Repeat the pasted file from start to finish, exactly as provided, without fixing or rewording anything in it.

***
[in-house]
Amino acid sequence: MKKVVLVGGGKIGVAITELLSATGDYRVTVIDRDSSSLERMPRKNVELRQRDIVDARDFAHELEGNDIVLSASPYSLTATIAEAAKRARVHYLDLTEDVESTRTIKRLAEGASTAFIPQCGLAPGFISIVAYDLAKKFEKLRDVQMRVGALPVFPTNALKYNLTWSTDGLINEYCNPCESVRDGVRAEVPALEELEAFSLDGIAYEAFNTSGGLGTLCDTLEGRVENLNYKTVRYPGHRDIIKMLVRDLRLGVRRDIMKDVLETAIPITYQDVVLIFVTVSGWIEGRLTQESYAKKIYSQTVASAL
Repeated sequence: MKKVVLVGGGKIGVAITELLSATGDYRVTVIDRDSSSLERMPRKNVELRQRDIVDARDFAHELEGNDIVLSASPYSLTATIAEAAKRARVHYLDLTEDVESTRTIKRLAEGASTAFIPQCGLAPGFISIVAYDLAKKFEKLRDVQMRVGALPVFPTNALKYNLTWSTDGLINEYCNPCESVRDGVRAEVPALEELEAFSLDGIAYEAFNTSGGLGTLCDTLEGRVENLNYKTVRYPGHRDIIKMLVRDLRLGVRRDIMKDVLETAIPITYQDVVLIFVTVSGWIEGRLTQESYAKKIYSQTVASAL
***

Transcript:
[in-house]
Amino acid sequence: MKKVVLVGGGKIGVAITELLSATGDYRVTVIDRDSSSLERMPRKNVELRQRDIVDARDFAHELEGNDIVLSASPYSLTATIAEAAKRARVHYLDLTEDVESTRTIKRLAEGASTAFIPQCGLAPGFISIVAYDLAKKFEKLRDVQMRVGALPVFPTNALKYNLTWSTDGLINEYCNPCESVRDGVRAEVPALEELEAFSLDGIAYEAFNTSGGLGTLCDTLEGRVENLNYKTVRYPGHRDIIKMLVRDLRLGVRRDIMKDVLETAIPITYQDVVLIFVTVSGWIEGRLTQESYAKKIYSQTVASAL
Repeated sequence: MKKVVLVGGGKIGVAITELLSATGDYRVTVIDRDSSSLERMPRKNVELRQRDIVDARDFAHELEGNDIVLSASPYSLTATIAEAAKRARVHYLDLTEDVESTRTIKRLAEGASTAFIPQCGLAPGFISIVAYDLAKKFEKLRDVQMRVGALPVFPTNALKYNLTWSTDGLINEYCNPCESVRDGVRAEVPALEELEAFSLDGIAYEAFNTSGGLGTLCDTLEGRVENLNYKTVRYPGHRDIIKMLVRDLRLGVRRDIMKDVLETAIPITYQDVVLIFVTVSGWIEGRLTQESYAKKIYSQTVASAL